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Letter: 'Population growth without infrastructure is a disaster'

Governments have failed to take the proactive measures necessary to make sure health care and infrastructure are keeping up with population growth, reader says.
Long waits for health care in Burnaby point to a lack of government foresight, a reader says.


My frustration has turned to anger.

In my opinion the crisis we’re in is due to all levels of governments past and present. Their lack of foresight and procrastination has created this mess.

I don’t think there is anything more deplorable than what we call health care. I have had to navigate through this system over the past years. Below are a few of my encounters with our health care.

Just recently my elderly father fell on an escalator at the Villa Casino, just five minutes from Burnaby Hospital. For an hour he lay bleeding, waiting for an ambulance that never came. The fireman carried him to our vehicle and was taken to the hospital. He stayed there for a week with cracked ribs, a hole in his face that needed to be closed as well as multiple cuts and bruises.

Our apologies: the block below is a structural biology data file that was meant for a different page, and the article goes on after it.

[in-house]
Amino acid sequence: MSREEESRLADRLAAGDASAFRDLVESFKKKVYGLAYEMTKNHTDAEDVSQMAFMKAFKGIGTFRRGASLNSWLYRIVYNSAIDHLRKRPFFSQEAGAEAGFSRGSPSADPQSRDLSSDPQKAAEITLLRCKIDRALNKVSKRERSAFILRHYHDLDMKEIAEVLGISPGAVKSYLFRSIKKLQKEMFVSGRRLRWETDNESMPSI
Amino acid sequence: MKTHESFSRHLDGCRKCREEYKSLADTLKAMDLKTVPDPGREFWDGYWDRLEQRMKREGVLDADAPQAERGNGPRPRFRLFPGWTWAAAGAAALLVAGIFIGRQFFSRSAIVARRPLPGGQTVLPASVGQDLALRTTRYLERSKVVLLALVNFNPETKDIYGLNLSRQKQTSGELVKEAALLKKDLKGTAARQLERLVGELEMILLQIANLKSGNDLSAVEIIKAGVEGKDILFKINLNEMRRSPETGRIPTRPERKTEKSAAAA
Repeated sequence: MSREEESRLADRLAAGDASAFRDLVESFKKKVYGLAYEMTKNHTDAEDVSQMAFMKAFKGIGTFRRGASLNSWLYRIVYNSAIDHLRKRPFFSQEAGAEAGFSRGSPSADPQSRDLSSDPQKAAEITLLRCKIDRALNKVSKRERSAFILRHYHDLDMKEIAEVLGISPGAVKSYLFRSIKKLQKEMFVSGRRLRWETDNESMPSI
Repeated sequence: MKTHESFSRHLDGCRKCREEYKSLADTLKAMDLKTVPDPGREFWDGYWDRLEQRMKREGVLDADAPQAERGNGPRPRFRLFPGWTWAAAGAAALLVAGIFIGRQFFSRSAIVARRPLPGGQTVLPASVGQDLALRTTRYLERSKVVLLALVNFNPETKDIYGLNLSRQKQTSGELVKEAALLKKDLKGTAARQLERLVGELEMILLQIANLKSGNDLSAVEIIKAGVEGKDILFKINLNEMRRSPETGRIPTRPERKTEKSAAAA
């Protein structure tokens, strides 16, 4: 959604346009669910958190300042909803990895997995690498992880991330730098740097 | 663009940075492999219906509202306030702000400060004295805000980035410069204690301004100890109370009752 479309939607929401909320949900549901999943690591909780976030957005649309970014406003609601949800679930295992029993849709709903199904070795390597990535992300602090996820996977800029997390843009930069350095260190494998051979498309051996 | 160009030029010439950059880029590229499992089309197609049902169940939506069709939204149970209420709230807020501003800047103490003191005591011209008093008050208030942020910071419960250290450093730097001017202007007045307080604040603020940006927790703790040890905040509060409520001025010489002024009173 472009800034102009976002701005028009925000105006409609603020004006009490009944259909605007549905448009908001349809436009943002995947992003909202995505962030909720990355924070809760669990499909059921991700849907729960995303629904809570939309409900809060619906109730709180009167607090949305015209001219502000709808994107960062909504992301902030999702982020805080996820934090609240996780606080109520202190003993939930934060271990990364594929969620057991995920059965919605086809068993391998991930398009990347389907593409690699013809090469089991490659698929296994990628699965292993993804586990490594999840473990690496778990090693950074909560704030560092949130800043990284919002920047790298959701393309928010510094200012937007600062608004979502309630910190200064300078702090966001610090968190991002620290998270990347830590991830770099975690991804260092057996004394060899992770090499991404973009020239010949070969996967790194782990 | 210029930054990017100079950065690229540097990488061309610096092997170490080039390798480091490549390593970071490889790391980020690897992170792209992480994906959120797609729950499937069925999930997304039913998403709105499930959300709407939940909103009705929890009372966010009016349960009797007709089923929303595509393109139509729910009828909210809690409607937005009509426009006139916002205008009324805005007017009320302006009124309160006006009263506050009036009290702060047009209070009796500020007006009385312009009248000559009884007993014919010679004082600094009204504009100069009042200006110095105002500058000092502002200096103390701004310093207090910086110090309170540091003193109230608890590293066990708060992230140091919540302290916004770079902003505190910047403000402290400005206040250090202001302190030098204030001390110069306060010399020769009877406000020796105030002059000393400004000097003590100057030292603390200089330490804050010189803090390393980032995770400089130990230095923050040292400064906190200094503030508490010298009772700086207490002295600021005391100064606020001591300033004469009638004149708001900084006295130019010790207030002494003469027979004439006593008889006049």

Shortly after this incident I called for ambulance for my daughter who had just been released from the hospital days earlier. After three hours and no ambulance I took her back to Royal Columbian Hospital where we waited another four hours to be readmitted. She remained in the emergency for 36 hours sitting in a chair hooked up to an IV waiting for a bed in a room or hallway.

My daughter-in-law travelled out of province to have a cancer bioscopy. Now we’re asking Canadians already suffering to receive radiation treatments in the U.S.

Adrian Dix’s addition to our medical staff is a drop in the bucket with a population of 5,400,000 in B.C. and I doubt many of us are interested in being compared to other provinces. It’s time to hire back those who were let go during the pandemic.

Population growth without infrastructure is a disaster.

We have bumper-to-bumper roads, a freeway that moves at a snail’s pace, underutilized bike lanes, overcrowded schools, not enough teachers, doctors, nurses, paramedics, ambulances etc.
The population of Burnaby has increased 75 per cent since the late 1970s. While we will have a new city hall, Burnaby General Hospital after its redevelopment will have only 120 new beds. How can we support thousands of more people moving into this area?

The towers in Burnaby are sold before they’re in the sky. Investors both domestic and foreign are purchasing them. There are no affordable rents and the hope of affordable homeownership for many is lost with the price and interest rates. The only ones benefiting from these buildings are the developers and investors, the already wealthy.

We don’t need more towers or more people until we have recourse to support those who already live here.

Jacquelin Merandi